• Outpatient programs. Outpatient treatment provides services, therapies, and treatment that look similar to inpatient care but allows your loved one to participate in their normal routine. Treatment, therapies, and counseling occurs during scheduled, clinic-based appointments and is provided in group and individual sessions. Some facilities may also offer family counseling as part of the program.
  • Aftercare. After an individual successfully completes a formal treatment program, aftercare support—which may include counseling, mutual-help groups, alumni support, and more—can help reduce the risk of relapse once your loved one leaves their treatment program.

Studies indicate that individuals, who get into and remain in a substance misuse treatment program for the total duration and participate in ongoing programs beyond treatment, have a greater likelihood of stopping the use of substances and improving their occupational, social, and psychological functioning.7

Understand the cost of treatment before talking to your loved one as well. While factors such as the range and intensity of services provided, duration of treatment, facility location, specific individual characteristics (i.e., pregnancy, significant medical issues, or mental health problems), and amenities offered, most insurance companies cover at least part of the cost of addiction treatment. Furthermore, for individuals without insurance, most facilities offer payment plans. Cost should not be a deterrent to treatment.

Reach Out for Help

It’s never easy trying to talk to someone about an addiction. If your loved one is open to talking to their primary care provider (PCP), that is a good place to start. Do offer to go with them. If you feel like you need additional support in helping your loved one understand the need for treatment, reach out to a medical or mental healthcare professional to get more information or help with this process. A healthcare professional can offer objective advice and provide resources and referrals for treatment.

Ways to Get in Contact With Us

If you believe you or someone you love may be struggling with addiction, let us hear your story and help you determine a path to treatment.

There are a variety of confidential, free, and no obligation ways to get in contact with us to learn more about treatment.

What You Don’t Want to Do When Talking About Addiction with a Loved One

Just as there are things you should do when discussing addiction with a loved one, there are things to avoid as well. First, don’t approach your loved one when they are high, intoxicated, or experiencing the aftereffects of the substance. You want to ensure that the conversation takes place when they’re sober and have time to talk.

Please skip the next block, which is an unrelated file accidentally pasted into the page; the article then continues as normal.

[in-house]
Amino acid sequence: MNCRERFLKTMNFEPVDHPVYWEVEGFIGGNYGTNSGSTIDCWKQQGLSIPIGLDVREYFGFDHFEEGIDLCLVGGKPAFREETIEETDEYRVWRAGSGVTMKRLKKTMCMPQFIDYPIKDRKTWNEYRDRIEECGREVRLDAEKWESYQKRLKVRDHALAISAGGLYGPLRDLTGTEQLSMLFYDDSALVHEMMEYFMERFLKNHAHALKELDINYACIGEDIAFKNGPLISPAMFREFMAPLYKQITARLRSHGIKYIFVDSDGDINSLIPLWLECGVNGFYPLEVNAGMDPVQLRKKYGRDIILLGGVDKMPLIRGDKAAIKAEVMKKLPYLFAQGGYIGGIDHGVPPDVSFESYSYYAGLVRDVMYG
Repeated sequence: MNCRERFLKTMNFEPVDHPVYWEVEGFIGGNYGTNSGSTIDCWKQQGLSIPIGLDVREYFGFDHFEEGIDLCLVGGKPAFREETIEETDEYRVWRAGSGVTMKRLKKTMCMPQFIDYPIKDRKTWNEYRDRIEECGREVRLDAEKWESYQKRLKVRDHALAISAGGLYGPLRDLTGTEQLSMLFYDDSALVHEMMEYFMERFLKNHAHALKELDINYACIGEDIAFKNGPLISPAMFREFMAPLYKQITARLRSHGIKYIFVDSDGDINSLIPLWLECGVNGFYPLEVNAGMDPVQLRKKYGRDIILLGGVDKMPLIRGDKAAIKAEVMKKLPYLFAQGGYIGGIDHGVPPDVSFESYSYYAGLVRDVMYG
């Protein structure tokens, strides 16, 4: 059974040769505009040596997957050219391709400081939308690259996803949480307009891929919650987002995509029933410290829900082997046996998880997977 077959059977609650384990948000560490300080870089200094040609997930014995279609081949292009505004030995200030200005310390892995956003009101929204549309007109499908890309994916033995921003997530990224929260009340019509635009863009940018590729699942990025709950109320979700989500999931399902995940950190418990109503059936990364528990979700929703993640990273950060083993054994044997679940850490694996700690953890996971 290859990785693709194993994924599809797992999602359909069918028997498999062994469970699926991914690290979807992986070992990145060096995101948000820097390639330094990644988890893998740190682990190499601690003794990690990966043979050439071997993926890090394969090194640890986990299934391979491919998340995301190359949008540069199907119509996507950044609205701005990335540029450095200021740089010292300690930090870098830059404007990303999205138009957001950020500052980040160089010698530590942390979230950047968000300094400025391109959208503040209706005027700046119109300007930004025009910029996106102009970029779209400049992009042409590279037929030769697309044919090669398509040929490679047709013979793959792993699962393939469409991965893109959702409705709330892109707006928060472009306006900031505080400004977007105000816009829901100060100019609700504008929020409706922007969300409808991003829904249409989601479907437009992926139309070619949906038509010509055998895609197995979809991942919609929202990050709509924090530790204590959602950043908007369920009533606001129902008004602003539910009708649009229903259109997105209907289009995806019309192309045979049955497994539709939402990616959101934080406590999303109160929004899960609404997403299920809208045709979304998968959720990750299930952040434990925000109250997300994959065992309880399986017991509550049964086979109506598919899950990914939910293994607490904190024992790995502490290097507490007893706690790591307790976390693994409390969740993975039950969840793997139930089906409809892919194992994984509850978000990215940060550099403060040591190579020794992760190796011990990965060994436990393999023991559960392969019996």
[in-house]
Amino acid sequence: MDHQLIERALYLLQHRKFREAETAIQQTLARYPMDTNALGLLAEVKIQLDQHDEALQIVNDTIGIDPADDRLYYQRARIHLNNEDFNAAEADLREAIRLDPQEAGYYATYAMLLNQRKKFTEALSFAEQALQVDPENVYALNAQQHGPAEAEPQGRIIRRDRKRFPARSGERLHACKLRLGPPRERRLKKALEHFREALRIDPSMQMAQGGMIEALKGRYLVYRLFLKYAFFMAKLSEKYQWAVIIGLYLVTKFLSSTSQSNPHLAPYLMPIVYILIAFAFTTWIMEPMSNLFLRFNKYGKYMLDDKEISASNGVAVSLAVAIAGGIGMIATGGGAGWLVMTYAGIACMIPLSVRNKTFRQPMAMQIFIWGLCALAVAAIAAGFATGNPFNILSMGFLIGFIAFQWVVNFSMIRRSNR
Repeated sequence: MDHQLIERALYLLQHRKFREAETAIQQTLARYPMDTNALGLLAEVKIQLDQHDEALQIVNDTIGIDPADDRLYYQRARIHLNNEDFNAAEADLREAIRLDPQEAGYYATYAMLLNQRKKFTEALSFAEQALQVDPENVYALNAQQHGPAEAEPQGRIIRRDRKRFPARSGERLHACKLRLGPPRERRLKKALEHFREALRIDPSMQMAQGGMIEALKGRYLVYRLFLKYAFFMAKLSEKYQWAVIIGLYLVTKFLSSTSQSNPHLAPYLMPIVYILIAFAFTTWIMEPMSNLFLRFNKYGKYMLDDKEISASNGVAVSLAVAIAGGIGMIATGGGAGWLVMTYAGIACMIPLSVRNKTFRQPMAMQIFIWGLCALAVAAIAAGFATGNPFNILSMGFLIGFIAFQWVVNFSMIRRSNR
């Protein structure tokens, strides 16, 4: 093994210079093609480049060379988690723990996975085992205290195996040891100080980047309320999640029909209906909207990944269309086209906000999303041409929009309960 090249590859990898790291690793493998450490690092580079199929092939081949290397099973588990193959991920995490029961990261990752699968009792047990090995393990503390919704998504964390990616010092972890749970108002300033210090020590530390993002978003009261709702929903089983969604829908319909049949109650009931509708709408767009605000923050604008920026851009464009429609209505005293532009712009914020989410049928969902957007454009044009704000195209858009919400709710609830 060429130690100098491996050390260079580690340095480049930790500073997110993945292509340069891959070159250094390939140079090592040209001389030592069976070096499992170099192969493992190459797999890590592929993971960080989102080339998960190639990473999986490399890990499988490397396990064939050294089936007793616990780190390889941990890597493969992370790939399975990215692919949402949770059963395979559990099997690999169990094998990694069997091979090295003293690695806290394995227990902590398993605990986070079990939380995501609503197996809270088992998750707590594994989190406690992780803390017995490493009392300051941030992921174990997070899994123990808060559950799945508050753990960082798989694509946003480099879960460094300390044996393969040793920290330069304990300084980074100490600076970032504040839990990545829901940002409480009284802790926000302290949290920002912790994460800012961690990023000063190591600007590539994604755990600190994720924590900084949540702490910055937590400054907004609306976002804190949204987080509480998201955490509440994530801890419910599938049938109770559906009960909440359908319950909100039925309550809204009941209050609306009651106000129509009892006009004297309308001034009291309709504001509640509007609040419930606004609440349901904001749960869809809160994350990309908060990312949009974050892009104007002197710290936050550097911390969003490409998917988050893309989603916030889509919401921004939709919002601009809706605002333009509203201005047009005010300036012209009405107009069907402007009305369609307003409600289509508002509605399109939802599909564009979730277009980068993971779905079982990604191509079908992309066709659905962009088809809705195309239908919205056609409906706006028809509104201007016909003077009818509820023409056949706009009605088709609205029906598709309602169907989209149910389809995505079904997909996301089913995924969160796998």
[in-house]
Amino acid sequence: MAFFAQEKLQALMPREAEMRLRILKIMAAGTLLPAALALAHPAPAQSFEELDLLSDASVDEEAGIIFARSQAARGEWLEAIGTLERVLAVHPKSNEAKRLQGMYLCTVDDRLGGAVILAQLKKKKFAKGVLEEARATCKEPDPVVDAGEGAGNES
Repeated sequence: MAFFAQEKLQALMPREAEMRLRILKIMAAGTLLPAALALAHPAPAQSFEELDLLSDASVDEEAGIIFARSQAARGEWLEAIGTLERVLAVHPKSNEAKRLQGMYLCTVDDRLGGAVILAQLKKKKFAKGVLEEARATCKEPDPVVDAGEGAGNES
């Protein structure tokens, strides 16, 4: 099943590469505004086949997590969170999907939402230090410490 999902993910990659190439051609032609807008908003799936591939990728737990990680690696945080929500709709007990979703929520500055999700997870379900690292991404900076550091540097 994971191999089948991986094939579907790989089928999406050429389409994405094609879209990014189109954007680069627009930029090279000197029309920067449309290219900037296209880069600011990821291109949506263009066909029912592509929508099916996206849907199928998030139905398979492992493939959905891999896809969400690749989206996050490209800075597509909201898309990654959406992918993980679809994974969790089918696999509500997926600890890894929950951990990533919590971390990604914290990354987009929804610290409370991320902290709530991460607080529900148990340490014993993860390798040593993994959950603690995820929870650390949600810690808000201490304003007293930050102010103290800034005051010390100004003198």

Don’t Enable

You may think you are helping your loved one when what you’re really doing is enabling their behavior.8 When your loved one can manage something on their own, but you do it for them, you enable. If they are truly incapable of doing something and you assist, you help.8

For example, if you rationalize their behavior, make excuses for them, loan them money, pay their bills, bail them out of jail, pay their legal fees, or lie for them, you’re enabling their behavior, experts say.8

Don’t Threaten Them

Don’t make empty threats. That too, enables their behavior.8 You can, however, set boundaries and follow through with those actions. If you choose to give a loved one an ultimatum, the ultimatum must be for you—not something they have to change. You should deliver the terms of your ultimatum in a calm manner (not during an argument) and explain why this is the best decision for your family.

Common Responses and How to Handle Them

When you talk to your loved one about giving up the substance use and getting treatment, you may hear different responses, including:

  • “I can stop anytime.”
  • “It’s my life.”
  • “I’m doing fine.”
  • “I don’t have a problem.”
  • “I feel better when I’m using.”

Individuals who suffer from addiction are prone to denial. Although it can feel overwhelming to convince a loved one that they need treatment, addiction impacts their life—and yours—negatively. Addiction can damage them professionally and financially. It can ruin relationships with you, other relatives, friends, and co-workers. It can lead to legal problems. And it can cause dangerous medical problems.

Yet, while addiction may cause your loved one to act in negative ways, it’s important that you not blame, criticize, attack, or punish them. Respond with facts, specific examples, and ways in which the addiction harms them and others (their family, friends, co-workers). Use “I” language instead of “you” language. Tell them what you’ve noticed and what worries you. Let them know you want to help them get into treatment and support them through recovery.

Encouraging Words To Say to Someone in Recovery and After Treatment

Encouraging your loved one during recovery and after treatment is just as important as supporting their entry into treatment. Use positive phrases as your loved one continues care in ongoing programs that may include counseling, mutual-help groups, and alumni events. Some of these helpful phrases include:

  • “I’m proud of you.”
  • “You are doing a great job.”
  • “I’m here for you and support you.”
  • “I love you.”
  • “Is there anything I can do to help you?”
  • “I know this is hard, but you will feel better in time.”

Let your loved one know that they aren’t alone, even after treatment.